But it really wasn’t even the physical discomfort that was getting me. It was the fact that the moment I started to struggle, those inner voices that tell me I can’t run a marathon…and I will never be able to finish Dopey Challenge…took over. Never mind that the course was rough and that I had run my usual pace in two back-to-back races the day before. To me, the fact that I wasn’t flying through the second half of the race meant that I was ill prepared to take on Dopey and that all of the work Ive been pouring into marathon training would be useless…because I’d never finish. If I couldn’t seem to manage the 5K, 10K, and half marathon, how in the world could I expect to run a full marathon on top of it?

As we approached mile 8, we had just run past several funny signs from the Running Skirts ladies, who were at the top of a particularly brutal hill giving out skirts and throwing a little party, so I appreciated the distraction. We were then running through a cemetery — always interesting scenery for someone who pretty much felt like she was going to keel over at that point.

I could tell Todd was raring to take off, so I told him to go ahead. It was mainly because I didn’t want to hold him back, but also partly because I didn’t want him to have to witness the meltdown I could feel coming over me. I was so physically uncomfortable and couldn’t stomach the thought of climbing another hill. I was so tired of running. I was so tired of beating myself up. And I knew that — like the serious physical challenge that awaits me in January — this race was something I had to do all on my own.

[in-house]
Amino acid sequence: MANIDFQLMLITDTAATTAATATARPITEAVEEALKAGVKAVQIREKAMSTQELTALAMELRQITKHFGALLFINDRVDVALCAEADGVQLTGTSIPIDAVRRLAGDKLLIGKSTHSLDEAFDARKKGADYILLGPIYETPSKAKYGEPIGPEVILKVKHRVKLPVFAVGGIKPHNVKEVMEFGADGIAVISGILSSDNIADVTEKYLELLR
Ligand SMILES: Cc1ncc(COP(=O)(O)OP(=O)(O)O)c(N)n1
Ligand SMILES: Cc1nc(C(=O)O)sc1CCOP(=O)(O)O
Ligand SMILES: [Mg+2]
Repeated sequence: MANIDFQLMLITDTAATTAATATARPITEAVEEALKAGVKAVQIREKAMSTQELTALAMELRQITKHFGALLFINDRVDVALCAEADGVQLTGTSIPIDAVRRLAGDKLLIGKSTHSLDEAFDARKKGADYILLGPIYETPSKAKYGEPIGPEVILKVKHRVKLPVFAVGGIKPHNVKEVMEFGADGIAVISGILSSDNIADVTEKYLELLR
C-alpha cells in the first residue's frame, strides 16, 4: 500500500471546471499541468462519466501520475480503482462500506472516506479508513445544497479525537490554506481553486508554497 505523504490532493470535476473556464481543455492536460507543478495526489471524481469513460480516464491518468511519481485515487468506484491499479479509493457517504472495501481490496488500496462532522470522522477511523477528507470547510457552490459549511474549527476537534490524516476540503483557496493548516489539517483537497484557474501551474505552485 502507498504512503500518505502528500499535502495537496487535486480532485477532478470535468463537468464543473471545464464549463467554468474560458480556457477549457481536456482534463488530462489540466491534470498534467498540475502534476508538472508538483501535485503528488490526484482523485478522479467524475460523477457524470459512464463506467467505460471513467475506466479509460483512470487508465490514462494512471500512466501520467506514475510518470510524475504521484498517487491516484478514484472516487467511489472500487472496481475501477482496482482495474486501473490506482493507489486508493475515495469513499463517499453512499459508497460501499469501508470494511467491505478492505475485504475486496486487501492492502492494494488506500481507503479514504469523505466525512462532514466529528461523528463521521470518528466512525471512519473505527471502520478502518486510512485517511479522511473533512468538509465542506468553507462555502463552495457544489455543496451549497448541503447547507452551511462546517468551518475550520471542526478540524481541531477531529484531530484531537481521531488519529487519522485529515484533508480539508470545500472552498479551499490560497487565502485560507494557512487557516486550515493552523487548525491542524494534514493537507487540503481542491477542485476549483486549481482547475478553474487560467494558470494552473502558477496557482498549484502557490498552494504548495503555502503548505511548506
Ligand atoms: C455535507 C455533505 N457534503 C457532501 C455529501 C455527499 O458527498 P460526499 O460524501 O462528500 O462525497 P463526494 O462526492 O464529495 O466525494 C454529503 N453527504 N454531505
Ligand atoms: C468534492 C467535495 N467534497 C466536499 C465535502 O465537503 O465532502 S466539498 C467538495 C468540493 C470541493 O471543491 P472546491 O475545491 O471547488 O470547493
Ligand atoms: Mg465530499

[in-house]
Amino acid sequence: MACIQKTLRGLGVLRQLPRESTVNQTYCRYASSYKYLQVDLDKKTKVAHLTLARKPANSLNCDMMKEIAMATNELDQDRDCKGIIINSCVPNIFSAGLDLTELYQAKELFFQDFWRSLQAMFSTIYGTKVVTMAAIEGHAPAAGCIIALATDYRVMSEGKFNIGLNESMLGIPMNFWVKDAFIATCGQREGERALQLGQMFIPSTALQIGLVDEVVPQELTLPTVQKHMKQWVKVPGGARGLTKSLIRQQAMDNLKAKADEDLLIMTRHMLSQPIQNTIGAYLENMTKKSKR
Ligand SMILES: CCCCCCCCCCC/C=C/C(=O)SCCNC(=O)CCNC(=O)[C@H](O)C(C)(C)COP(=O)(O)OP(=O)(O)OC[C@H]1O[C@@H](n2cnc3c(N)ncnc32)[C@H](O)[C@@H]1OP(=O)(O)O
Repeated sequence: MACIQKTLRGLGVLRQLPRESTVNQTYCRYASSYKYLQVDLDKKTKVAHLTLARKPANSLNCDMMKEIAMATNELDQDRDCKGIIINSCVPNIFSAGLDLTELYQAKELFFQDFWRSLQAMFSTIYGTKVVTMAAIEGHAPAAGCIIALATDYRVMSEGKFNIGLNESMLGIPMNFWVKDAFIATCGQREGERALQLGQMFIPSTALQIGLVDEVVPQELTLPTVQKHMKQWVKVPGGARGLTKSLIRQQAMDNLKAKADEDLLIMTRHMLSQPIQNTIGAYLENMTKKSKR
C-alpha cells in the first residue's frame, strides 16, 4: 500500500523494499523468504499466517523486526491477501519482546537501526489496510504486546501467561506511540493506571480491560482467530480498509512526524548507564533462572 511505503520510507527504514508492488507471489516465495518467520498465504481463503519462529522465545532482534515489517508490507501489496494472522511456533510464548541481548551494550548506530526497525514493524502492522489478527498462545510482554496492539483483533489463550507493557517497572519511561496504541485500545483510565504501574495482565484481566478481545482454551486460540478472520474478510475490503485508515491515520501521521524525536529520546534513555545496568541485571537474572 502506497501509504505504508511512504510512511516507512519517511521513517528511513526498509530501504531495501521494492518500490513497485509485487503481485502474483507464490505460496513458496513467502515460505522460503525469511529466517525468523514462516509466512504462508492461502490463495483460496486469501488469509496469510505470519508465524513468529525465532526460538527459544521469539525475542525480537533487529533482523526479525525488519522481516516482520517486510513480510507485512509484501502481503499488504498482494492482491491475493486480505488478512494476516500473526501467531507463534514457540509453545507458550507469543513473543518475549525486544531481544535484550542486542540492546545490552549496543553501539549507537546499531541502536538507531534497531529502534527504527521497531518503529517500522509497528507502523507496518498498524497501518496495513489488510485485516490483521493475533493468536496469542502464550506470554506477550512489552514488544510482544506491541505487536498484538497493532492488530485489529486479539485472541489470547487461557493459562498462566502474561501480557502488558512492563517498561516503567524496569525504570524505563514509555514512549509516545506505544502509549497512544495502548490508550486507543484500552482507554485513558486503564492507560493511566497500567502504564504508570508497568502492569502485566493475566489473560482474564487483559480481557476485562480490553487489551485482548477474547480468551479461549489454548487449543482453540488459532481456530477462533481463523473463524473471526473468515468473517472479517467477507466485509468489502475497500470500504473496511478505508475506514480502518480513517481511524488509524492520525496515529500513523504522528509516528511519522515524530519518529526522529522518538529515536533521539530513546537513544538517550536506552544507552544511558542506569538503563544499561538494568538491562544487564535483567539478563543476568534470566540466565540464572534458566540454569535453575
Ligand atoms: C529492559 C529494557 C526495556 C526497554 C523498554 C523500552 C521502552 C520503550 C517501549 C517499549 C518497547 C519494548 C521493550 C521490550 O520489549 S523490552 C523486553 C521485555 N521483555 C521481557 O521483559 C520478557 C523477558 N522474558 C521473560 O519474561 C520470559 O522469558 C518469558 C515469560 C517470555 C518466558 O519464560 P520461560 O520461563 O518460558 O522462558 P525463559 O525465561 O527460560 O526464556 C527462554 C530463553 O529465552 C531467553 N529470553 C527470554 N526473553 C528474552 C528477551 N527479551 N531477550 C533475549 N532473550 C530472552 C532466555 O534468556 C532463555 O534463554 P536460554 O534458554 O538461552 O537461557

I really, really didn’t want to go on.

No matter how many times I yelled at myself to stop the negative thinking, I couldn’t stop the fear from taking over. Suddenly, I was downright convinced that I’d NEVER be able to finish Dopey and I wasn’t ready to run a marathon and what was I thinking and how I could I be so stupid and why do I constantly let myself bite off more than I can chew and who was I to think that I deserved to be out there with all the other runners who could manage 48.6 miles in a weekend…and on and on and on. I hated myself for beating myself up the way I was, but it was happening…and I freaked out. It took everything I had not to dissolve into an emotional mess right then and there on the race course, and I refused to let myself stop to regain my composure.

I had to finish this race, and I had to show myself that even when things get tough, I am strong enough to keep moving forward. And, apparently, loony enough to STILL smile for the cameras, even when I’m dying on the inside.


The last 5 miles, honestly, felt more like 15 miles. I thought I’d never be done. I was struggling just to maintain a 10:30/pace, and doing everything I could to distract myself from the fatigue. It was somewhere in mile 10 when one of the well-meaning water station volunteers, who I assumed saw just how miserable I looked, told me not to worry, “it was all downhill from here.” I felt myself perk up immediately, until I turned the next corner and found another hill. And then another hill. And then another hill. I kind of wanted to turn back around and punch her, not gonna lie.